Biometric Passport Checks Threaten Eurostar Services

Biometric Passport Checks Threaten Eurostar Services

The much-delayed post-Brexit EU Entry/Exit System (EES) is due to go into effect in October this year, and Eurostar may be driven to reduce the number of trains because the facilities at London St Pancras have been considered “inadequate” to perform these new checks.

The EES is an automated IT system for registering travellers from third countries who travel to the European Union. 

Starting from February 1, 2020, UK nationals are classified as ‘third-country nationals' according to EU law. Every time short-stay visa holders and visa-exempt travellers go into the EU, they will also have to submit fingerprint and facial biometric data. The system also records refusals of entry.

However, Eurostar, which runs trains between London and several EU destinations, has said the new system has been designed for airports rather than for terminals located in city centres or subject to space constraints, and that its implementation will represent “a unique challenge”.

Long Queues Ahead

High Speed 1 (HS1) owns and operates the line between London and the Channel Tunnel, as well as all of its stations. It has recently raised many concerns with British MPs that the preparation for the extra checks at London St Pancras, where the notoriously short space for international rail travel already leads to long waits, was “severely inadequate”.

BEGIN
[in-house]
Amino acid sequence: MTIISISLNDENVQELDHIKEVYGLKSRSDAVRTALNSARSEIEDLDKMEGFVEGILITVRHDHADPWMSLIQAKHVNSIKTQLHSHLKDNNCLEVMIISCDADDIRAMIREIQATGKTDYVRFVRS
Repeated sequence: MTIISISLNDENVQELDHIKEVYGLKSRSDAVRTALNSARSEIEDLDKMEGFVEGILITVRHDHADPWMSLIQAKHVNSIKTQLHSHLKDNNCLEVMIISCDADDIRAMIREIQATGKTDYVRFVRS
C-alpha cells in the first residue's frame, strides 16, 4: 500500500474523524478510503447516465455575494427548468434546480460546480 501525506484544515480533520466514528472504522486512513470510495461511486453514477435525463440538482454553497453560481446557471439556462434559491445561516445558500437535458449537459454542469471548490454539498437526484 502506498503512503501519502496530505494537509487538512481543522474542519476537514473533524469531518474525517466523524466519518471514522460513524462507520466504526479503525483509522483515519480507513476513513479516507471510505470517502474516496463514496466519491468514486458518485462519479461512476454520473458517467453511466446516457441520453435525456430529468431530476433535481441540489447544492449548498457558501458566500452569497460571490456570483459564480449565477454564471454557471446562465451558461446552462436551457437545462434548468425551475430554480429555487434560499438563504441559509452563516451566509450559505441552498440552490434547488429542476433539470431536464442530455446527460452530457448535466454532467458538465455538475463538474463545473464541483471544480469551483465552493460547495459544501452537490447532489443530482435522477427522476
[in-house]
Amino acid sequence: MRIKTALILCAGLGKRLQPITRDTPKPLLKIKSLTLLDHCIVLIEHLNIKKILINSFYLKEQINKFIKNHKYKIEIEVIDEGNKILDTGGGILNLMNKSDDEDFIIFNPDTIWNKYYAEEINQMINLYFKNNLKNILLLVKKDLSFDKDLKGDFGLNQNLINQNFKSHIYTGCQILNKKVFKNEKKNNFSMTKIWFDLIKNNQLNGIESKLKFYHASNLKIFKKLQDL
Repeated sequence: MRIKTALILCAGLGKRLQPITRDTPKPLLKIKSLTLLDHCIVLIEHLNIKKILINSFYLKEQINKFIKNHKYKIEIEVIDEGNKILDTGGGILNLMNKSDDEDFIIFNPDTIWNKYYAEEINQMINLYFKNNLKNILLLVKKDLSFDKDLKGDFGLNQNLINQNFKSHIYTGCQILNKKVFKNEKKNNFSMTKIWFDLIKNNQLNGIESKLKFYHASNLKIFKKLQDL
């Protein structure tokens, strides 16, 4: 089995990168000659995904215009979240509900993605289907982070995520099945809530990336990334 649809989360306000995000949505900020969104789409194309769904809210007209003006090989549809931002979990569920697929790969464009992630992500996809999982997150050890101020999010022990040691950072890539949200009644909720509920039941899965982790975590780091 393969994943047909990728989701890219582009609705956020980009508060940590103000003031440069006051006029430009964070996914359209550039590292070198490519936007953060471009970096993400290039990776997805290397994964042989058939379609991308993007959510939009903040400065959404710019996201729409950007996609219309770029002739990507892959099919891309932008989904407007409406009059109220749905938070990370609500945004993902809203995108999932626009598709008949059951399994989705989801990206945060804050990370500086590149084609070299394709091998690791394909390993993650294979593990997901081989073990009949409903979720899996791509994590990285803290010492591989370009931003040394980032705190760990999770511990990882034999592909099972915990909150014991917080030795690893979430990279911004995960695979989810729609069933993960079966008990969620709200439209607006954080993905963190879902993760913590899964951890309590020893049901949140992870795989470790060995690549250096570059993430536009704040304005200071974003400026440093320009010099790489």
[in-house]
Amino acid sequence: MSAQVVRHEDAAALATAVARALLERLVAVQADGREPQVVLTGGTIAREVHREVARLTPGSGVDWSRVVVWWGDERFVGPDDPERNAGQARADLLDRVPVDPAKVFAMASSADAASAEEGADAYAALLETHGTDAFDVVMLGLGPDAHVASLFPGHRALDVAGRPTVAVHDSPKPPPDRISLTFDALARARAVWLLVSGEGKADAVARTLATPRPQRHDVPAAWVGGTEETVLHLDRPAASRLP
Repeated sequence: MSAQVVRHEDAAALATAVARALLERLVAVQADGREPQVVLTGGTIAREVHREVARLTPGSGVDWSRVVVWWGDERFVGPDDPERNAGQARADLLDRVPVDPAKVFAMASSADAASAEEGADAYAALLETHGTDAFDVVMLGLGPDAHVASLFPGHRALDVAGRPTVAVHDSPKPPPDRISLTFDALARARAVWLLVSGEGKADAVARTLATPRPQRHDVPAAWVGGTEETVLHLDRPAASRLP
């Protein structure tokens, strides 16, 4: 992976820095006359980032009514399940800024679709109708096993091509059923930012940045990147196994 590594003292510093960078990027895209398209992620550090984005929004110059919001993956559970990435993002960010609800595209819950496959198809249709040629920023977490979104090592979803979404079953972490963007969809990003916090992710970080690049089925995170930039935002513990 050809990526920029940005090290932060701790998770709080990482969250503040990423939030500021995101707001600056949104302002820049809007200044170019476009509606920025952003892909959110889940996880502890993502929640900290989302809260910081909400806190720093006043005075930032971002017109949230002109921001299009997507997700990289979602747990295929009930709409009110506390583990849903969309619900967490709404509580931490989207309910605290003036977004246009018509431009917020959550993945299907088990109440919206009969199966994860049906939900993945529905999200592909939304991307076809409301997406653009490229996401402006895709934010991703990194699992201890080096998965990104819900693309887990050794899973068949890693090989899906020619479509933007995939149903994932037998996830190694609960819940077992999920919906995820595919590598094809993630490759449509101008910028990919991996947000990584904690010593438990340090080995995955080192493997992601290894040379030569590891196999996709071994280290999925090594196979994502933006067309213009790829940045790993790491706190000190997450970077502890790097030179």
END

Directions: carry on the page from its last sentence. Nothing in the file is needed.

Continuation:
HS1 stated that only 24 EES kiosks had been allocated by the French government, despite modelling suggesting that nearly 50 would be needed, meaning Eurostar would be unable to process all passengers, particularly at the morning peak. This means that the lack of kiosks could result in hour-long queues at peak times, possibly leading to a capping of services and passenger numbers.

Any extra kiosks would need to be funded by Eurostar, at about £25,000  per kiosk, while the operation and maintenance costs for all of the kiosks each year would be £2 million.

Eurostar has also stated that the new system would add “two to three minutes” to the current time taken to process travellers going through, which is currently around 45 seconds. 

This is significantly higher and could lead to queues of over an hour. The complication of the flow management would also represent a “higher risk for the delivery of the timetable” which means possible delays.

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